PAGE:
J Neurol Surg B
DOI: 10.1055/s-0039-1692474
Original Article
Georg Thieme Verlag KG Stuttgart · New York

A Classification for the Anterior Inferior Cerebellar Artery—Subarcuate Artery Complex Based on the Embryological Development

1  Department of Neurosurgery, Italian Hospital of Buenos Aires, Buenos Aires, Argentina
,
Pedro Plou
1  Department of Neurosurgery, Italian Hospital of Buenos Aires, Buenos Aires, Argentina
,
Álvaro Campero
2  Department of Neurosurgery, Padilla Hospital, Tucumán, Argentina
,
Pablo Ajler
1  Department of Neurosurgery, Italian Hospital of Buenos Aires, Buenos Aires, Argentina
› Institutsangaben
Weitere Informationen

Publikationsverlauf

14. Februar 2019

11. Mai 2019

Publikationsdatum:
21. Juni 2019 (online)

Abstract

Objective To hierarchize the anterior inferior cerebellar artery (AICA)–subarcuate artery (SAA) complex's variations in the surgical field.

Background The AICA's “subarcuate loop” (SL) presents multiple variations, closely related to the SAA. AICA-SAA complex's variations may represent major issues in cerebellopontine angle (CPA) surgery. As the spectrum of configurations is originated during the development, a systematized classification was proposed based on the interaction between the petrosal bone and the AICA in the embryonic period.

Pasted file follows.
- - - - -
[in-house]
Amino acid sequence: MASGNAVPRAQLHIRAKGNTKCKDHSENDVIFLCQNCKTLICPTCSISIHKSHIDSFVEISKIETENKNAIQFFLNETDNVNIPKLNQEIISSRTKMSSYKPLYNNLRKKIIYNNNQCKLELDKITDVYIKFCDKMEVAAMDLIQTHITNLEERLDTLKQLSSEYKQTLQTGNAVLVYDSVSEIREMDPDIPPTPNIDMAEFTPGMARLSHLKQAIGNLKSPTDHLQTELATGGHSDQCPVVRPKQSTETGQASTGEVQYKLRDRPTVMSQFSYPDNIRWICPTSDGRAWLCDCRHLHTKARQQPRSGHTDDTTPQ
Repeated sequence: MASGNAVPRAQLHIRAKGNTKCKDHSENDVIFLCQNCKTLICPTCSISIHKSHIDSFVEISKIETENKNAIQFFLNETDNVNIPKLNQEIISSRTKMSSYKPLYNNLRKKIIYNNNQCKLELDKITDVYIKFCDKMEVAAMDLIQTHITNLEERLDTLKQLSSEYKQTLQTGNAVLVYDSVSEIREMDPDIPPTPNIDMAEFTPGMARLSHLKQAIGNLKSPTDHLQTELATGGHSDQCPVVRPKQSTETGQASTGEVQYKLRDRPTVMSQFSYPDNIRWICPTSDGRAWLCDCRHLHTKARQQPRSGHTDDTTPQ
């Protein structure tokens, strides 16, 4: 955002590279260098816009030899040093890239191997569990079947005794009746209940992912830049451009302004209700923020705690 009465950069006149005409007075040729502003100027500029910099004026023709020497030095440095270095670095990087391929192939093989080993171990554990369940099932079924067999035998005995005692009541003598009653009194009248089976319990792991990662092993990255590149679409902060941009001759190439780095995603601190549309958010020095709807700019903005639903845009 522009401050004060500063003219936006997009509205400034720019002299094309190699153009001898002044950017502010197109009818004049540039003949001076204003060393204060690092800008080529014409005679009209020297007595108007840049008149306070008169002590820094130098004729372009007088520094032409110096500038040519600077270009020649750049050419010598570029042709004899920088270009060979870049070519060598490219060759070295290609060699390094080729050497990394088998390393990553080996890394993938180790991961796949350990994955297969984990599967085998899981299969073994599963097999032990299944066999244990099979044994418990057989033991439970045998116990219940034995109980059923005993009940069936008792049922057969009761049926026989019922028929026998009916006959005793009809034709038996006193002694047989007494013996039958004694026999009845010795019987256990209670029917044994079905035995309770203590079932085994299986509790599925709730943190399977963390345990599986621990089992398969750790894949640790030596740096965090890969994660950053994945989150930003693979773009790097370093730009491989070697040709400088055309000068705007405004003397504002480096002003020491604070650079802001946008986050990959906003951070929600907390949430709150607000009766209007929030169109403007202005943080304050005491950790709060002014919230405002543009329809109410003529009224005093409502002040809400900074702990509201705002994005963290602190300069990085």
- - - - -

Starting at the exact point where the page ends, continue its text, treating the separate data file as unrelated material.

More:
Methods The variations were defined as follow: Grade 0: free, purely cisternal AICA, unidentifiable or absent SAA; Grade 1: purely cisternal AICA, loose SL, SAA > 3 mm; Grade 2: AICA near the subarcuate fossa, pronounced SL, SAA <3 mm; Grade 3: “duralized” AICA, unidentifiable SAA, or included in the petromastoid canal (PMC); and Grade 4: intraosseous AICA, unidentifiable SAA, or included in the PMC. The classification was applied to a series of patients assessed by magnetic resonance constructive interference in steady state sequence. Surgical examples were also provided.

Results Eighty-four patients were evaluated, including 161 CPA. The proportions found in the gradation remained within the range of previous publications (Grade 0: 42.2%; Grade 1: 11.2%; Grade 2: 35.4%; Grade 3: 10.6%; and Grade 4: 0.6%). Moreover, the degrees of the classification were related to the complexity of the anatomical relationships and, therefore, to the difficulty of the maneuvers required to overcome them.

Conclusion The proposed AICA-SAA complex classification allowed to distinguish and objectify pre- and intraoperatively the spectrum of variations, to thoroughly plan the required actions and instrumentation.